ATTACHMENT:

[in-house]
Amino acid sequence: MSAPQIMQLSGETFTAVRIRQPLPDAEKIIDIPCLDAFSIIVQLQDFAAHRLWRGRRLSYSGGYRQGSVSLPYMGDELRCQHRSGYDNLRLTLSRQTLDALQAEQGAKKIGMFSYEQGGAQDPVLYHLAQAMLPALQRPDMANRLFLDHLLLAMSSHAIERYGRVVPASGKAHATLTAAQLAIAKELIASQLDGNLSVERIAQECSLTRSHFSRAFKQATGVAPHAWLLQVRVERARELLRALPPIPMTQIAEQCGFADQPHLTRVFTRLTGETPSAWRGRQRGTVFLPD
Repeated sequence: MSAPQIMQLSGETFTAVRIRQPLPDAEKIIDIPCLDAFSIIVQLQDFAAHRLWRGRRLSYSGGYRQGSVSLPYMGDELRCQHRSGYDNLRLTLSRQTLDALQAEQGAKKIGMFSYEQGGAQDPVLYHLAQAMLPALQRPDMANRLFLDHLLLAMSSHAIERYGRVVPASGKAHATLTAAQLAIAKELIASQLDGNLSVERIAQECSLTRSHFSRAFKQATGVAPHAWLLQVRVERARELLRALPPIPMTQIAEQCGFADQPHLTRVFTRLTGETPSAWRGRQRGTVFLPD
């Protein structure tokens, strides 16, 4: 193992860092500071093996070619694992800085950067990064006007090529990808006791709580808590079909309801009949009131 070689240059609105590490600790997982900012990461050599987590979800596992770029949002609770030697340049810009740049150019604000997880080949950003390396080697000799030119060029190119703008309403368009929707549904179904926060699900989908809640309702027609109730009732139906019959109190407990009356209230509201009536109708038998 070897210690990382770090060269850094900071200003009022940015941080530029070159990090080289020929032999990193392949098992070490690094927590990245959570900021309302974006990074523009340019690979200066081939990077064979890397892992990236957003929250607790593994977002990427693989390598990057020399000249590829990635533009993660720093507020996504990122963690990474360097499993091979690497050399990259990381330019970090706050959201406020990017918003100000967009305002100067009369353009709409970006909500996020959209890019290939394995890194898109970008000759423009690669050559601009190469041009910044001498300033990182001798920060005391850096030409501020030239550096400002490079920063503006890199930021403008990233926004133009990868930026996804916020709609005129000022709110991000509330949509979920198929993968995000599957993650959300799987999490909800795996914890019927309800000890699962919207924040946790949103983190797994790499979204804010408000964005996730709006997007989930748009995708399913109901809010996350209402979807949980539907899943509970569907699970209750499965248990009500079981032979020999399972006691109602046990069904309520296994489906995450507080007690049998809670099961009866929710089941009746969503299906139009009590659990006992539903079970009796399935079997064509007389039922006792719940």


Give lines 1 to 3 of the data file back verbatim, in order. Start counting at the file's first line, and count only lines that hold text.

[in-house]
Amino acid sequence: MSAPQIMQLSGETFTAVRIRQPLPDAEKIIDIPCLDAFSIIVQLQDFAAHRLWRGRRLSYSGGYRQGSVSLPYMGDELRCQHRSGYDNLRLTLSRQTLDALQAEQGAKKIGMFSYEQGGAQDPVLYHLAQAMLPALQRPDMANRLFLDHLLLAMSSHAIERYGRVVPASGKAHATLTAAQLAIAKELIASQLDGNLSVERIAQECSLTRSHFSRAFKQATGVAPHAWLLQVRVERARELLRALPPIPMTQIAEQCGFADQPHLTRVFTRLTGETPSAWRGRQRGTVFLPD
Repeated sequence: MSAPQIMQLSGETFTAVRIRQPLPDAEKIIDIPCLDAFSIIVQLQDFAAHRLWRGRRLSYSGGYRQGSVSLPYMGDELRCQHRSGYDNLRLTLSRQTLDALQAEQGAKKIGMFSYEQGGAQDPVLYHLAQAMLPALQRPDMANRLFLDHLLLAMSSHAIERYGRVVPASGKAHATLTAAQLAIAKELIASQLDGNLSVERIAQECSLTRSHFSRAFKQATGVAPHAWLLQVRVERARELLRALPPIPMTQIAEQCGFADQPHLTRVFTRLTGETPSAWRGRQRGTVFLPD